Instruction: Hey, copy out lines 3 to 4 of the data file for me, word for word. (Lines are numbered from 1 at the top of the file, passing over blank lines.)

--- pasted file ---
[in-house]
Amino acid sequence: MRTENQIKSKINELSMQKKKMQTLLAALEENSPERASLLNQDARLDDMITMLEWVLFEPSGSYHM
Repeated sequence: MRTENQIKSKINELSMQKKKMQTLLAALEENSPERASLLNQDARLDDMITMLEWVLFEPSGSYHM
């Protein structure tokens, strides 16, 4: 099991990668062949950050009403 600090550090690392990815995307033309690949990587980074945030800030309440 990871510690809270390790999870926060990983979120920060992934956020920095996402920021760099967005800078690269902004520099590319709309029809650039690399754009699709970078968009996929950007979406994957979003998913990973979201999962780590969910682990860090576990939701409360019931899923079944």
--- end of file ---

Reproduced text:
Repeated sequence: MRTENQIKSKINELSMQKKKMQTLLAALEENSPERASLLNQDARLDDMITMLEWVLFEPSGSYHM
């Protein structure tokens, strides 16, 4: 099991990668062949950050009403 600090550090690392990815995307033309690949990587980074945030800030309440 990871510690809270390790999870926060990983979120920060992934956020920095996402920021760099967005800078690269902004520099590319709309029809650039690399754009699709970078968009996929950007979406994957979003998913990973979201999962780590969910682990860090576990939701409360019931899923079944």